Ten Things to Remember for Black History Month… and Beyond

I love love love Black History Month. I love being intentional about pausing and reflecting on Black beauty, Black joy, and Black resilience, all of which is synonymous with Black history. I love being reminded of the Black food, Black music, and Black wisdom that has sustained us through the generations. 

And as Jews prepare for Black History Month observations and celebrations this year I want to invite non-Black Jews to remember some things:

  1. Our history did not begin with slavery. 
  2. Our history is more beautiful, complex, tragic, and miraculous than can be covered in a lesson, a bulletin board, or in a month.
  3. Blackface is never acceptable. If your hair can’t do it naturally, you shouldn’t do it at all.
  4. We can tell our own stories, but there is not one of us that can speak for all of us. 
  5. We were not saved by white people. Honor our contribution to our own liberation more than you honor the support we got from allies.
  6. We are not yet liberated. 
  7. We are more than Martin Luther King Jr. Honor the ancestors who put the movement on their backs but did not make the history books.
  8. We have the most beautiful elders in our community. Especially in light of the disparate impacts of COVID-19, it may soon be too late to hear their stories. Listen to them now. 
  9. Black folks and Black culture are not monolithic. 
  10. The language should be “people who were enslaved” not “slaves.” Our oppression does not define our humanity. 
  11. Black people have been strong, resilient, and unbreakable. This is not always noble. Sometimes it is simply survival.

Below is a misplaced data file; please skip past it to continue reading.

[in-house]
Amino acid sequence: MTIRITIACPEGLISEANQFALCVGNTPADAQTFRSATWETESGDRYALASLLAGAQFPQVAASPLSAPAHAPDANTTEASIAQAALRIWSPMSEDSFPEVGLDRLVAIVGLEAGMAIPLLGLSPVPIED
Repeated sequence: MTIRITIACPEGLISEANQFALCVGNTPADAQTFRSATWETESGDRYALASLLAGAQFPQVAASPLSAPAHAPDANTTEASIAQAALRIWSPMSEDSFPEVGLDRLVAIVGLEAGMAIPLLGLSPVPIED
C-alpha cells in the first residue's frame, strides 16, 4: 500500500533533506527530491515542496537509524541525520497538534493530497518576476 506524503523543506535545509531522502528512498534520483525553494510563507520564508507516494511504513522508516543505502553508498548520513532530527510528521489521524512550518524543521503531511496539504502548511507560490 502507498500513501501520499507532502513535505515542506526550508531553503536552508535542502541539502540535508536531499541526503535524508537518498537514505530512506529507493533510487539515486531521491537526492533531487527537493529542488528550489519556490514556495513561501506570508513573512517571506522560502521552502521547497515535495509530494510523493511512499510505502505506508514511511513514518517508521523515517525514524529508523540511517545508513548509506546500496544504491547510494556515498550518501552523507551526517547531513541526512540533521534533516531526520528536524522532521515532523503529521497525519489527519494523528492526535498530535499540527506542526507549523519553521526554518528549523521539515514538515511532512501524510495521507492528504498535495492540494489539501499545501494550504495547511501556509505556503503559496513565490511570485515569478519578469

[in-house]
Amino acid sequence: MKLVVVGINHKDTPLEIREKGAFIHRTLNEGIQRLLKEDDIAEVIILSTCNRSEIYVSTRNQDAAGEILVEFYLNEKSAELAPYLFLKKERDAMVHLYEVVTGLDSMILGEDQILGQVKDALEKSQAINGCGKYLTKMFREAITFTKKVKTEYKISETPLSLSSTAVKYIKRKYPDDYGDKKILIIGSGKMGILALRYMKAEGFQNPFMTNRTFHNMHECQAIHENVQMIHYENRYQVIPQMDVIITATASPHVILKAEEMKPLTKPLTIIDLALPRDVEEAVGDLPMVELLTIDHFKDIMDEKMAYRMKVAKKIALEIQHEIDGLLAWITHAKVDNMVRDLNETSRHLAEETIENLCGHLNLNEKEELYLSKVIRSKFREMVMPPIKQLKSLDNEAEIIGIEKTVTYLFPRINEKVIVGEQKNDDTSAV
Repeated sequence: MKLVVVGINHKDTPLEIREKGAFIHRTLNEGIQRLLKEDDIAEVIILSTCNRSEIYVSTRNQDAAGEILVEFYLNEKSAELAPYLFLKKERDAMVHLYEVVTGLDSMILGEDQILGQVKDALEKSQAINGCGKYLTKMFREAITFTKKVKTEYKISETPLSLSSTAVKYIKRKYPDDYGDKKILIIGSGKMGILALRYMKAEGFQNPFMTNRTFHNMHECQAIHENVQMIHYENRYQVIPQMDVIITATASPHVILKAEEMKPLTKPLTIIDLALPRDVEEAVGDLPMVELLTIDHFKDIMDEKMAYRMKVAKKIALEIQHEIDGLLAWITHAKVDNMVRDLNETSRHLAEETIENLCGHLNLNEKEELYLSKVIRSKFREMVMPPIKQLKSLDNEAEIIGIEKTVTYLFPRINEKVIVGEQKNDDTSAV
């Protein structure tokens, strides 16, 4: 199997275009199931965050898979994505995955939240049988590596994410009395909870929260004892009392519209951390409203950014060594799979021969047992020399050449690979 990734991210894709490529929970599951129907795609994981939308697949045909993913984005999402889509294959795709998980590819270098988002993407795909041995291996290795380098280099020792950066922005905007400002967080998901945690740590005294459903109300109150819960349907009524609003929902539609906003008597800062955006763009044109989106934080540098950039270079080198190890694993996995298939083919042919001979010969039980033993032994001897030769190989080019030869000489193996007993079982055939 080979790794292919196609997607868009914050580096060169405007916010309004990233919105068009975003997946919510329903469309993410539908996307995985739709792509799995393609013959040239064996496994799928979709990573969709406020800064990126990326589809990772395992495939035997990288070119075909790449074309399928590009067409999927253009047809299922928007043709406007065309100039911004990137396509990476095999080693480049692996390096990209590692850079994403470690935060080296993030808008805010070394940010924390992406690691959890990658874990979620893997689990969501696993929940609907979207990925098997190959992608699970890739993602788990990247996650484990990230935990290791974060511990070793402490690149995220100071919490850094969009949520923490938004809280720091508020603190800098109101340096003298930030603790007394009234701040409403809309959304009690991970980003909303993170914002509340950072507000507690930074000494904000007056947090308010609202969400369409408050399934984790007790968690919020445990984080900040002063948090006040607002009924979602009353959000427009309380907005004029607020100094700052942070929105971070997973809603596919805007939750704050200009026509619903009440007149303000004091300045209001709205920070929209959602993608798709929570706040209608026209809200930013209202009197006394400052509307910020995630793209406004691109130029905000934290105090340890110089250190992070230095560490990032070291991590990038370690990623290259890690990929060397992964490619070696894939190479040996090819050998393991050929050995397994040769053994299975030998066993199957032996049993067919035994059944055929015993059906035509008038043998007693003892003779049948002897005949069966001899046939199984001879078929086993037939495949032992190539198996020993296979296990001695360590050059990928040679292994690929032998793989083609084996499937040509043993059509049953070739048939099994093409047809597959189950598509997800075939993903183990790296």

12. The events of our history may be behind us, but the impact still lives in our DNA, in our dreams, in our hopes, and in our futures. 

Wishing everyone a meaningful, celebratory, and reflection-full Black History Month!

Rachel Faulkner is a community organizer, coach, social justice advocate, and anti-racist educator. She has done this work through roles at City Year, Match Education, the Community Builders, and Citizens of The World Elementary School, and currently serves as the Director of Community Investments at the Safety Respect Equity Network. Additionally, Rachel served as the National Organizer for #JWOCMarching, is an alum of Bend the Arc’s Selah program, the Schusterman Foundation’s REALITY trip, and is an organizer with Black Lives Matter DC’s Cop Watch. Ultimately, Rachel is passionate about ensuring that the voices of Jewish Women of Color are centered in Judaism and in the greater world. But when she’s not busy doing that, she spends time with her daughter Ori Justice taking long walks around the nation’s capital.